While I hadn’t come across the specific concept Viola presents, I’ve come across similar ones in other house and simple church materials. And though there are aspects of Viola’s piece I really like (especially his image of ecclesia—one that seems common to many folks out there longing for a fuller and more biblical expression of this living-together in the Kingdom), I still wonder if perhaps there are several ways that ecclesia forms and ways by which God nurtures those gatherings and communities that join with him in his purpose and mission for the world—if there aren’t some overarching biblical and New Testament church principles and movements that occur, but the expression is unique to its time and place. What those are, however, are still a matter of exploration for me, heh.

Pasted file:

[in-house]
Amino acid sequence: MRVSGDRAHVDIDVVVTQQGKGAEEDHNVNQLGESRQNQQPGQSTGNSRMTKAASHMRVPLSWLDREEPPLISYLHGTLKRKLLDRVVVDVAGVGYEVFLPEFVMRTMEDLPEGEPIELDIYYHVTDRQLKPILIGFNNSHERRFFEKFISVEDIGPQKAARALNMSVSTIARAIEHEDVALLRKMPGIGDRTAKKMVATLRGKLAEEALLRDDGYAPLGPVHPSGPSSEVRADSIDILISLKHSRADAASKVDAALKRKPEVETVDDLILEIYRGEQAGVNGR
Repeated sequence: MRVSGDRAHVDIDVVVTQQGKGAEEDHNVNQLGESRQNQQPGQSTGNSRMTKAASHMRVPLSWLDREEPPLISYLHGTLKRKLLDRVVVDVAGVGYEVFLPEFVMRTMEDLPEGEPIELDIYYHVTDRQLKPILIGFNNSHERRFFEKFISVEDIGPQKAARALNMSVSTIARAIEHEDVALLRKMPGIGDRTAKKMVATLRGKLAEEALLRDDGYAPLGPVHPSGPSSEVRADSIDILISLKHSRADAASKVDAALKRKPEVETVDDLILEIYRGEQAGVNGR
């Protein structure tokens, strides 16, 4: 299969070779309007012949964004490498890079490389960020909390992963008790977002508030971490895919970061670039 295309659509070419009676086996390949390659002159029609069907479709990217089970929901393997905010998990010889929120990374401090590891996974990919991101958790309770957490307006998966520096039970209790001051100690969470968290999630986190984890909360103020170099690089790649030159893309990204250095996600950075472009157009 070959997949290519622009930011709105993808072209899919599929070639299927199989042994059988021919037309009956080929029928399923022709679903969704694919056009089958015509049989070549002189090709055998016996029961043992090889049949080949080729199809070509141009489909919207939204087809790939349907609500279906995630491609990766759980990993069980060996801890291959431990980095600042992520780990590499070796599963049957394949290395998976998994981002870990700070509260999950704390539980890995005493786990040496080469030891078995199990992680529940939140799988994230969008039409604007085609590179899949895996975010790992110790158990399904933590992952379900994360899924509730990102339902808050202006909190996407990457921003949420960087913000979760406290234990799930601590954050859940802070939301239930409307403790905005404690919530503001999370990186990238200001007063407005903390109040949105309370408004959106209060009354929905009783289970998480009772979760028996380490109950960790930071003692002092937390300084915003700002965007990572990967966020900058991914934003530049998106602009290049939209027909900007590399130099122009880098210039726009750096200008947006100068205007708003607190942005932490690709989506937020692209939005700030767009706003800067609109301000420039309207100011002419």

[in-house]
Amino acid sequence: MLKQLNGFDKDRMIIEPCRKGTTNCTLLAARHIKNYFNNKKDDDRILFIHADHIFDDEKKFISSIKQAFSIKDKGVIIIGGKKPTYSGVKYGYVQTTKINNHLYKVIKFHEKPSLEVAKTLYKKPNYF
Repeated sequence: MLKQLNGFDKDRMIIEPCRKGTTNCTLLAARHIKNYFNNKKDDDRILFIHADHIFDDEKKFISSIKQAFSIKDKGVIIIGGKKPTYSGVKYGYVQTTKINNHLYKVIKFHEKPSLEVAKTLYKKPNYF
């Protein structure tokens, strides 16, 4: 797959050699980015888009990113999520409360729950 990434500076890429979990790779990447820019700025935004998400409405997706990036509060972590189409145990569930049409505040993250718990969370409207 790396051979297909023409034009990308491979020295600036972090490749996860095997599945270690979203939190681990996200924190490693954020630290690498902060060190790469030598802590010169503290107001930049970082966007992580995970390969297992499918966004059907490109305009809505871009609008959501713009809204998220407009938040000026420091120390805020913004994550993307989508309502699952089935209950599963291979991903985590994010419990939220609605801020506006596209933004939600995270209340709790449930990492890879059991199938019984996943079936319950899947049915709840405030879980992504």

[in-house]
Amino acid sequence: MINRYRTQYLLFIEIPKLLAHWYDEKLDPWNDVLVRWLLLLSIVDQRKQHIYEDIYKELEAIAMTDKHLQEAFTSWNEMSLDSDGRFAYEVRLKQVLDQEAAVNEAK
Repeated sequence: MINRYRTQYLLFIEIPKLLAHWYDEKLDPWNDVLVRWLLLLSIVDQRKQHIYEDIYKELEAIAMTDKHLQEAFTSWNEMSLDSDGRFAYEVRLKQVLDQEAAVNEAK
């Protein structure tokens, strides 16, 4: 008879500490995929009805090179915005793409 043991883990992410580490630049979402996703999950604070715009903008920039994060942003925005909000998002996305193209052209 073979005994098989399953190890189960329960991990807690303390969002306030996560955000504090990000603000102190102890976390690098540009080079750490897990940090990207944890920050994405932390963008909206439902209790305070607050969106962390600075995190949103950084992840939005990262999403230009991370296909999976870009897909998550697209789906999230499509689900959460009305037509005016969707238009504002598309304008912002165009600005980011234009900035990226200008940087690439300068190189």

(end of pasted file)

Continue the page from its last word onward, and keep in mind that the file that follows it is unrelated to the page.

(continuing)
I still tend to lean towards folks like Wayne Jacobsen who have experienced and advocate ecclesia with an even more organic beginning and isn’t limited to a single no form or “skin” (though some seem to encourage ecclesia more readily than others). Here’s how Jacobsen put it recently on his blog as he responds to someone who is somewhat confused about his understanding of church:
I can gather with other Christians and help new ones grow in the faith by just having fellowship with those God asks me to walk beside in any given season. I don’t have to ‘start a fellowship’ for that. If you read carefully I’m not advocating a lack of fellowship, but I am indicating that walking with people is far more important than starting or maintaining a group. We’d like to think they are the same but they are not. History proves that.

So the Scriptures you cite are all lived out in greater reality, depth and power when we’re not caught up in the mechanics of a group and simple walk in deep friendship and love with whomever God puts in our life. Sometimes that puts me in a room with hundreds of people, sometimes just tow or three.